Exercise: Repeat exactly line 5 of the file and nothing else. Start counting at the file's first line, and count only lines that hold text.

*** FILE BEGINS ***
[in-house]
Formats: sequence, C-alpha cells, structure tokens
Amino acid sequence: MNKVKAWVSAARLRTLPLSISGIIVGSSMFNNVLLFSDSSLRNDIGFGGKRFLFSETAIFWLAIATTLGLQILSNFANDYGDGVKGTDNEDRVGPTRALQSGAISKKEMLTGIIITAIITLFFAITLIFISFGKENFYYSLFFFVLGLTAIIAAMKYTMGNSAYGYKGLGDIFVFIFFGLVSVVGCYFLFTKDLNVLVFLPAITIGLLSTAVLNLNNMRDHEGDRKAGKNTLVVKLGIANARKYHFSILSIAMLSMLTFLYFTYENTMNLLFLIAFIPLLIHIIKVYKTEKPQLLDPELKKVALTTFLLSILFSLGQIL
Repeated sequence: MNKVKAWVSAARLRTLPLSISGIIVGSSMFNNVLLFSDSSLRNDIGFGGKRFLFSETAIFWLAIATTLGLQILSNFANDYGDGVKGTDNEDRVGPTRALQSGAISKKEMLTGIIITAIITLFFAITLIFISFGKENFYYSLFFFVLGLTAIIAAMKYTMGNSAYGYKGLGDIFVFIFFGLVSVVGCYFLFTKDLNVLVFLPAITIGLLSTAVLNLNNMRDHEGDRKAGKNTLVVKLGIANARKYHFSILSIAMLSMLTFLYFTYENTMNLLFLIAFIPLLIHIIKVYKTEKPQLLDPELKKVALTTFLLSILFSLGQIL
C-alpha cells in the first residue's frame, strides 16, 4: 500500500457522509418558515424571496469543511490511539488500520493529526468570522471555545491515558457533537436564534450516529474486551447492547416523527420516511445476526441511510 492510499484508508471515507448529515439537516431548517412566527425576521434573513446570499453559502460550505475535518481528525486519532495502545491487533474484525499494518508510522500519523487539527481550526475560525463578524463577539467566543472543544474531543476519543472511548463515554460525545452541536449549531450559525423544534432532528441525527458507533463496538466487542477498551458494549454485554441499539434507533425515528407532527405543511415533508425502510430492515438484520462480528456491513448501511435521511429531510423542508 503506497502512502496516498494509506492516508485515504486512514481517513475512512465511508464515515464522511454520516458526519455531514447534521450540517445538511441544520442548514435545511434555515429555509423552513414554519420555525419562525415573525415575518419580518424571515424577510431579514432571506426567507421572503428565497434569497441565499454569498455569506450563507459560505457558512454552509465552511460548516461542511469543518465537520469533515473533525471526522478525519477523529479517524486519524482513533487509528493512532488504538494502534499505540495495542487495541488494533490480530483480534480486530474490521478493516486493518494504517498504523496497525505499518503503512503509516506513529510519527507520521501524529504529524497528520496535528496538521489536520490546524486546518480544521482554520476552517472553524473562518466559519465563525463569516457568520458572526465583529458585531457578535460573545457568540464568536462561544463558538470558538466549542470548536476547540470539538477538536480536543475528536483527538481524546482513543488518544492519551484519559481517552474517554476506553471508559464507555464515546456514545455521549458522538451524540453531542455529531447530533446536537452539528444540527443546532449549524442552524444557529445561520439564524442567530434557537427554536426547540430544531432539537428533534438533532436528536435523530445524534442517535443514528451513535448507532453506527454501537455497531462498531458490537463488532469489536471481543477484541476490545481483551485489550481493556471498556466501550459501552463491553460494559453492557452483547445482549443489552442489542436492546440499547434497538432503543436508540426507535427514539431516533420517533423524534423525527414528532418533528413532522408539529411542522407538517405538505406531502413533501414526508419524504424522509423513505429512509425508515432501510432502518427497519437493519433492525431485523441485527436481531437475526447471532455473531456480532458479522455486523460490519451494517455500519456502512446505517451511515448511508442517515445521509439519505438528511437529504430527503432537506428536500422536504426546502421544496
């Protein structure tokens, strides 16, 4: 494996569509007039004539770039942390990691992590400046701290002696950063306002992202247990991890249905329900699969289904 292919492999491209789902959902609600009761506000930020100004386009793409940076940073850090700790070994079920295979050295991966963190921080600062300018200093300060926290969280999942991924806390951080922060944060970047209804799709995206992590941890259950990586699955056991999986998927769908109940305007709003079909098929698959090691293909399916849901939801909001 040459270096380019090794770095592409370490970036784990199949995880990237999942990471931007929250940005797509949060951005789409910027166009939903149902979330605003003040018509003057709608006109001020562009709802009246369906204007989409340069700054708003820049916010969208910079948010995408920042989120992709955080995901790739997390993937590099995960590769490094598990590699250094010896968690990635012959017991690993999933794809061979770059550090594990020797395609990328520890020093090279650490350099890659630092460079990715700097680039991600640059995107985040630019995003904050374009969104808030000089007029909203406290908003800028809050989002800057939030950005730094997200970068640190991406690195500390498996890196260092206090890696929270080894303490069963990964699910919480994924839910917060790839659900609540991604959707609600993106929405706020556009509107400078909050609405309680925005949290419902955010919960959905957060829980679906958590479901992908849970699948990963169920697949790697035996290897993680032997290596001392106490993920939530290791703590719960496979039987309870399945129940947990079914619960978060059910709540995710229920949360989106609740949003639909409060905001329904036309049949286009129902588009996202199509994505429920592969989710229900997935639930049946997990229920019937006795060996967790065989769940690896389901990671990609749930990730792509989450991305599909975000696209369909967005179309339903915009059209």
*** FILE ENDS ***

C-alpha cells in the first residue's frame, strides 16, 4: 500500500457522509418558515424571496469543511490511539488500520493529526468570522471555545491515558457533537436564534450516529474486551447492547416523527420516511445476526441511510 492510499484508508471515507448529515439537516431548517412566527425576521434573513446570499453559502460550505475535518481528525486519532495502545491487533474484525499494518508510522500519523487539527481550526475560525463578524463577539467566543472543544474531543476519543472511548463515554460525545452541536449549531450559525423544534432532528441525527458507533463496538466487542477498551458494549454485554441499539434507533425515528407532527405543511415533508425502510430492515438484520462480528456491513448501511435521511429531510423542508 503506497502512502496516498494509506492516508485515504486512514481517513475512512465511508464515515464522511454520516458526519455531514447534521450540517445538511441544520442548514435545511434555515429555509423552513414554519420555525419562525415573525415575518419580518424571515424577510431579514432571506426567507421572503428565497434569497441565499454569498455569506450563507459560505457558512454552509465552511460548516461542511469543518465537520469533515473533525471526522478525519477523529479517524486519524482513533487509528493512532488504538494502534499505540495495542487495541488494533490480530483480534480486530474490521478493516486493518494504517498504523496497525505499518503503512503509516506513529510519527507520521501524529504529524497528520496535528496538521489536520490546524486546518480544521482554520476552517472553524473562518466559519465563525463569516457568520458572526465583529458585531457578535460573545457568540464568536462561544463558538470558538466549542470548536476547540470539538477538536480536543475528536483527538481524546482513543488518544492519551484519559481517552474517554476506553471508559464507555464515546456514545455521549458522538451524540453531542455529531447530533446536537452539528444540527443546532449549524442552524444557529445561520439564524442567530434557537427554536426547540430544531432539537428533534438533532436528536435523530445524534442517535443514528451513535448507532453506527454501537455497531462498531458490537463488532469489536471481543477484541476490545481483551485489550481493556471498556466501550459501552463491553460494559453492557452483547445482549443489552442489542436492546440499547434497538432503543436508540426507535427514539431516533420517533423524534423525527414528532418533528413532522408539529411542522407538517405538505406531502413533501414526508419524504424522509423513505429512509425508515432501510432502518427497519437493519433492525431485523441485527436481531437475526447471532455473531456480532458479522455486523460490519451494517455500519456502512446505517451511515448511508442517515445521509439519505438528511437529504430527503432537506428536500422536504426546502421544496